In another conflagration in the South China Sea, the Chinese survey vessel Haiyang Dizhi 8 has returned to waters within Vietnam’s Exclusive Economic Zone (EEZ), this time with more air support. It will be recalled that the Chinese ship had first entered Vietnam’s EEZ on July 4 and had stayed in the vicinity for more than a month. It was accompanied by several Chinese coast guard and fishing vessels. After vigorous protests by Vietnam, the US and other stakeholders in the South China Sea – which included a statement by India’s ministry of external affairs regarding freedom of access in the regional waters – Haiyang Dizhi left the area on August 7. However, it returned on August 13 with more number of Chinese supporting aircraft. According to Vietnamese diplomatic sources, H-6K bombers and fighter jets are backing up the vessel.
Additionally, two Chinese coast guard ships have parked near an oil and gas block with Indian stakes and have been using loudspeakers to assert Chinese sovereignty over the area. Block 06/1 has seen a joint venture between PetroVietnam, Russia’s Rosneft and India’s ONGC for regular oil and gas production for 17 years. It is located well within Vietnam’s 200-nautical mile EEZ limit and therefore China has no locus standi here whatsoever. Yet, Beijing insists on undertaking what can only be described as bullying tactics.
The fact that the Chinese vessel went out of Vietnam’s EEZ and then returned shows that Beijing is unwilling to heed international protests. It exemplifies China’s ‘big power’ mindset which sees the South China Sea as a Chinese lake. Nothing could be further from the truth. Granted, that Chinese people have historically exploited South China Sea waters. But so have the Vietnamese, the Filipinos, the Malays, the Thais, the Indians, etc. Therefore, history alone cannot be the basis of sovereignty in the South China Sea. What must be followed then is international law. And the 2016 Permanent Court of Arbitration ruling had negated China’s claims in the area. Understandably, China sees the South China Sea as strategically important. After all, around 70% of crude bound for China traverses through the region. But the South China Sea is also important for South-east Asian nations and even countries outside the region, including India. In fact, around 55% of India’s trade passes through the South China Sea.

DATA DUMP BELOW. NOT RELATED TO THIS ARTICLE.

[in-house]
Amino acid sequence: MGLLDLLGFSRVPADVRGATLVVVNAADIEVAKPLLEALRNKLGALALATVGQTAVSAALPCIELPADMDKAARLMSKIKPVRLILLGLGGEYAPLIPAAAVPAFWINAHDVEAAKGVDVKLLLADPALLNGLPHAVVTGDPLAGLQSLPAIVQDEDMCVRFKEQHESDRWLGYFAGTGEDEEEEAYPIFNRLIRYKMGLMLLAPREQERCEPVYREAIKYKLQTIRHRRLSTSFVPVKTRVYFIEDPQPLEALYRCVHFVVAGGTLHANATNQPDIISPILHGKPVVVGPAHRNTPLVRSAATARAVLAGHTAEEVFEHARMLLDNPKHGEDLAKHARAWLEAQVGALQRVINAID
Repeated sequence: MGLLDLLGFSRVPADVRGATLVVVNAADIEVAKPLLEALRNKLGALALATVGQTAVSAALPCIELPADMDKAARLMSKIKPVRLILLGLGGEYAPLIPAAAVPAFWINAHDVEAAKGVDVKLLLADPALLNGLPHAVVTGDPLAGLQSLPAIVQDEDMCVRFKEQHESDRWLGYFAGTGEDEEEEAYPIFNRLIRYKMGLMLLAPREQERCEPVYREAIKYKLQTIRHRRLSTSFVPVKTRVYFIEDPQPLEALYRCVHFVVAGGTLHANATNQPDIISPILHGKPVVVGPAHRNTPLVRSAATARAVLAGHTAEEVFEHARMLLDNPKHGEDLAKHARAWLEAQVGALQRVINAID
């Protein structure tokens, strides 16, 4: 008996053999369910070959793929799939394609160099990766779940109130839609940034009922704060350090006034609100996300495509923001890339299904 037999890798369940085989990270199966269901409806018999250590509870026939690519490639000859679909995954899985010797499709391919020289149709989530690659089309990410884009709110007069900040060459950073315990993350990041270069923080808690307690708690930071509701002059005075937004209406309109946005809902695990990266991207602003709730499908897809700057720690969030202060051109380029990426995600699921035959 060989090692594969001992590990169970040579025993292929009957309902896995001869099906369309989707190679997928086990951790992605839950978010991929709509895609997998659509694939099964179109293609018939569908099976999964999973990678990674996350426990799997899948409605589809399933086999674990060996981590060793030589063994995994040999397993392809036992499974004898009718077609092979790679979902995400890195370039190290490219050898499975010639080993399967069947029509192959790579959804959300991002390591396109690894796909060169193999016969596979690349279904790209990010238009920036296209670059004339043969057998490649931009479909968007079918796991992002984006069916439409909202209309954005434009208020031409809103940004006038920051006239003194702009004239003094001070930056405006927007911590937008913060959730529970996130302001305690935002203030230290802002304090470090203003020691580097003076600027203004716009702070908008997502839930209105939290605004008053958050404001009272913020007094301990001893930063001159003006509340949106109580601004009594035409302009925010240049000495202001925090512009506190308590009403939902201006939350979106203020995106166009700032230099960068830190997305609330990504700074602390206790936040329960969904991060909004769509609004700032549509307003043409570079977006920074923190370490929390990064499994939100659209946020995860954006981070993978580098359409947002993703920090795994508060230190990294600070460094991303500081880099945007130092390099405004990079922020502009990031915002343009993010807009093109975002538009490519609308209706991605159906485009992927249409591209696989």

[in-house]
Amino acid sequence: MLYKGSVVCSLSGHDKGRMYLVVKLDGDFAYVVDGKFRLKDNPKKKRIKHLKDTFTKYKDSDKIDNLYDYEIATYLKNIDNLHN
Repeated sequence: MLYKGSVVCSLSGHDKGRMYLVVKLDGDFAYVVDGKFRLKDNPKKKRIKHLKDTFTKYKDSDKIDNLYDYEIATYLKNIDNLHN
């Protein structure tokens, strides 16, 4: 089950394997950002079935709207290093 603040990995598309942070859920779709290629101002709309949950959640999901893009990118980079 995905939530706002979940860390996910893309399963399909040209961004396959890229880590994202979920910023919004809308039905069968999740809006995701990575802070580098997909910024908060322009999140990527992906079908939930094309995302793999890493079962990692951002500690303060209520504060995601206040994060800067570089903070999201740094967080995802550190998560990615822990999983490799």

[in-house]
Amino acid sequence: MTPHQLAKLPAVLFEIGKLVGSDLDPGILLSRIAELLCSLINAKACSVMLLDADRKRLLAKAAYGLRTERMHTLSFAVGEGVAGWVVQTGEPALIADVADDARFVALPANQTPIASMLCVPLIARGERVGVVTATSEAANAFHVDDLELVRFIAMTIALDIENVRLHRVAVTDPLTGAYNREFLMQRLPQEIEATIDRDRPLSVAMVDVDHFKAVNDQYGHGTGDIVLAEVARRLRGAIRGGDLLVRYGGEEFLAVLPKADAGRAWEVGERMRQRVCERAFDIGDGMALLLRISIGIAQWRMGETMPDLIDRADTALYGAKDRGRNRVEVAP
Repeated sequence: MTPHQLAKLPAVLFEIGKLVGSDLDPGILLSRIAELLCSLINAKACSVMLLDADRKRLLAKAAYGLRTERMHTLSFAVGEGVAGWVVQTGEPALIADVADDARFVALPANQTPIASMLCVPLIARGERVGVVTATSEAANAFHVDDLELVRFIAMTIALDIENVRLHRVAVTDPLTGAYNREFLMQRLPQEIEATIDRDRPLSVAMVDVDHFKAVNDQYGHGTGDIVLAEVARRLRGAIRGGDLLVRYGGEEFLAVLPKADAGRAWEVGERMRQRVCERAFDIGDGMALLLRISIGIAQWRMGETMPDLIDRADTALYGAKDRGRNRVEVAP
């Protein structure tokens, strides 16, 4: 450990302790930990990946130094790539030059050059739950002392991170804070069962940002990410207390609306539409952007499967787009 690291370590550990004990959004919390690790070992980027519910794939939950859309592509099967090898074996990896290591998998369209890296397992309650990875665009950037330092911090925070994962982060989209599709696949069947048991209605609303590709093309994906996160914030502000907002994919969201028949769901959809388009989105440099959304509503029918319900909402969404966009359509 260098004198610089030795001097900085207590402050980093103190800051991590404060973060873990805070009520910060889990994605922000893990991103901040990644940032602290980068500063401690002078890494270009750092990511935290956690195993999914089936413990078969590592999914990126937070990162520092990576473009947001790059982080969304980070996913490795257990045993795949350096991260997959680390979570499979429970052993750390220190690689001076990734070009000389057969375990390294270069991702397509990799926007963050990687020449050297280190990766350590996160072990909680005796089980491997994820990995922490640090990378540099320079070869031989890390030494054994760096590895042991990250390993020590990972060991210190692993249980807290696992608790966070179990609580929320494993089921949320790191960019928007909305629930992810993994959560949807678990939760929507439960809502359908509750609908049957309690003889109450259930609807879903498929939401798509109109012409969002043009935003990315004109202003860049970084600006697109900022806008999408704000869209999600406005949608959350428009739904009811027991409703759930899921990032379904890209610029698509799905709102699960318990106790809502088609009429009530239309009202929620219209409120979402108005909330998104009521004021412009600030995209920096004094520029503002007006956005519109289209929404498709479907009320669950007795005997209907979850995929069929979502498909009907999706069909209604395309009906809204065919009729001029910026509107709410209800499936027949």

Thus, it cannot be all about China’s interests. Other countries too have legitimate, legal and historical rights in the South China Sea. China aspires to be a great socialist power. But its unilateral actions will only lead to countervailing forces aligning against it. And that certainly wouldn’t be conducive for China’s rise. In fact, the first maritime exercise between Asean and the US is slated to take place from September 2-6 in the Gulf of Thailand. And if China thinks that the US is trying to impede its aspirations in the region, then doesn’t it make more sense to work with South-east Asian nations through a consultative mechanism? This will ensure that the US isn’t able to create an anti-China bloc.
In fact, Asean nations don’t want to get involved in bloc politics. But China is making it hard for them to stick to this principled position. Again, China must remember that with great power comes great responsibility. It will be in its best interest to avoid destabilising actions in the regional waters and expedite a legally binding code of conduct for the South China Sea with Asean nations.
DISCLAIMER : Views expressed above are the author’s own.